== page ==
In earlier grades, students define, evaluate, and compare functions and use them to model relationships between quantities. In this module, students extend their study of functions to include function notation and the concepts of domain and range. They explore many examples of functions and their graphs, focusing on the contrast between linear and exponential functions. They interpret functions given graphically, numerically, symbolically, and verbally; translate between representations; and understand the limitations of various representations.

This lesson unit is intended to help teachers assess how well students ...

This lesson unit is intended to help teachers assess how well students are able to translate between graphs and algebraic representations of polynomials. In particular, this unit aims to help you identify and assist students who have difficulties in: recognizing the connection between the zeros of polynomials when suitable factorizations are available, and graphs of the functions defined by polynomials; and recognizing the connection between transformations of the graphs and transformations of the functions obtained by replacing f(x) by f(x + k), f(x) + k, -f(x), f(-x).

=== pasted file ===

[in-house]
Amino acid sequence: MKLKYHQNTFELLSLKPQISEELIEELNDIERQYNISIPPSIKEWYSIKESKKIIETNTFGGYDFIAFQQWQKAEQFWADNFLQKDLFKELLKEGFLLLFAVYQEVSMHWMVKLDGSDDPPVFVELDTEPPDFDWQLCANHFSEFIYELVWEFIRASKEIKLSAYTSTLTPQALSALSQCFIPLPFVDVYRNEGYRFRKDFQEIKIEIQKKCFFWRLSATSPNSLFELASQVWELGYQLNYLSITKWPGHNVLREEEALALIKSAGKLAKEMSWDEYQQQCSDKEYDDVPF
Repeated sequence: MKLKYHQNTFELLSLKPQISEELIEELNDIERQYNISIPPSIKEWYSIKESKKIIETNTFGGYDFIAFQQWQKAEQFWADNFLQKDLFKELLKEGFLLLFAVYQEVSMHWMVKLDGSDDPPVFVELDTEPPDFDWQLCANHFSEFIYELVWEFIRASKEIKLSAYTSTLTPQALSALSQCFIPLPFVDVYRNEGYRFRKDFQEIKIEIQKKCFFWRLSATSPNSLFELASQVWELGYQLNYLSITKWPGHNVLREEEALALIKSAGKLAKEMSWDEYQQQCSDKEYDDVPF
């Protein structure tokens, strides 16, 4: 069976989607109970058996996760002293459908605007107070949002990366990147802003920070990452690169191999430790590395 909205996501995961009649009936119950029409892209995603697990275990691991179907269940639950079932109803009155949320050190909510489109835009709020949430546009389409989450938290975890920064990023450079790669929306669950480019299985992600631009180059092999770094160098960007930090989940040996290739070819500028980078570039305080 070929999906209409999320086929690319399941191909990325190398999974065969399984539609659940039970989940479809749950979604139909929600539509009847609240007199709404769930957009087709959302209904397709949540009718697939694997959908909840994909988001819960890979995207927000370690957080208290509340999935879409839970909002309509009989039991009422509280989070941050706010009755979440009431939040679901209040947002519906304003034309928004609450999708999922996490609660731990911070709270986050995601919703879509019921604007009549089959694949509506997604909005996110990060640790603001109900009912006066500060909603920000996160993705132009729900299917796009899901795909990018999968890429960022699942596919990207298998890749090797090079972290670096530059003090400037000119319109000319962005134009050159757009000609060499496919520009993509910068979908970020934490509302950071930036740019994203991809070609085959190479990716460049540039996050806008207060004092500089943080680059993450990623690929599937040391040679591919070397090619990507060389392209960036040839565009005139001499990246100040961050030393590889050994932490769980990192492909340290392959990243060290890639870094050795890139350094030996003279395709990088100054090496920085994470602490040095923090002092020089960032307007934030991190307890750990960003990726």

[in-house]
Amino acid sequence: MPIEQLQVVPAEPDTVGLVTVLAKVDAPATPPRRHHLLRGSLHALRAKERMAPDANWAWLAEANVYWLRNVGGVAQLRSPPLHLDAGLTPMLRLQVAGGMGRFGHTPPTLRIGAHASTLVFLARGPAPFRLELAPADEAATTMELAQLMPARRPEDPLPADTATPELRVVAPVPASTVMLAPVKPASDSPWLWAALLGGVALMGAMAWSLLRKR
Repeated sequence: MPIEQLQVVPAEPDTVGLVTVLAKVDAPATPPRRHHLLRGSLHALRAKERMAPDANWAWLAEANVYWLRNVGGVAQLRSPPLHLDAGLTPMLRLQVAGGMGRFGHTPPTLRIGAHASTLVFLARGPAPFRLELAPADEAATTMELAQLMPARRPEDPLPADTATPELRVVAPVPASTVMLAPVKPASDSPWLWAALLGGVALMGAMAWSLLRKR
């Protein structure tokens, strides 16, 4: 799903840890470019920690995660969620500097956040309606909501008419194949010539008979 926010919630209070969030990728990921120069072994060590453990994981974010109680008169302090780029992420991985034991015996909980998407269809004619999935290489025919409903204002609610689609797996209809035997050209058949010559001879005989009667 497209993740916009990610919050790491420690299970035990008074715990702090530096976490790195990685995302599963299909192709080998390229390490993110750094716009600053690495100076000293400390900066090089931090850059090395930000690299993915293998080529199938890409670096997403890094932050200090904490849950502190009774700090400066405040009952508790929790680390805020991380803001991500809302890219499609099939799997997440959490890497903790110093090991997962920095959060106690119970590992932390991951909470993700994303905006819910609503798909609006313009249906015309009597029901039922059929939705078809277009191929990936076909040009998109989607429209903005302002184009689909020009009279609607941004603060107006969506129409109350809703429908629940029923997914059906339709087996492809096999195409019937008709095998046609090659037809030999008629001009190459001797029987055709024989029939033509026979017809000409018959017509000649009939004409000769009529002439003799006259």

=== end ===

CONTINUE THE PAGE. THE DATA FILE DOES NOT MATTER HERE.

This problem is a quadratic function example. The other tasks in this ...

This problem is a quadratic function example. The other tasks in this set illustrate F.BF.1a in the context of linear (Kimi and Jordan), exponential (Rumors), and rational (Summer Intern) functions.

The intent of this problem is to have students think about how ...

The intent of this problem is to have students think about how function addition works on a fundamental level, so formulas have been omitted on purpose.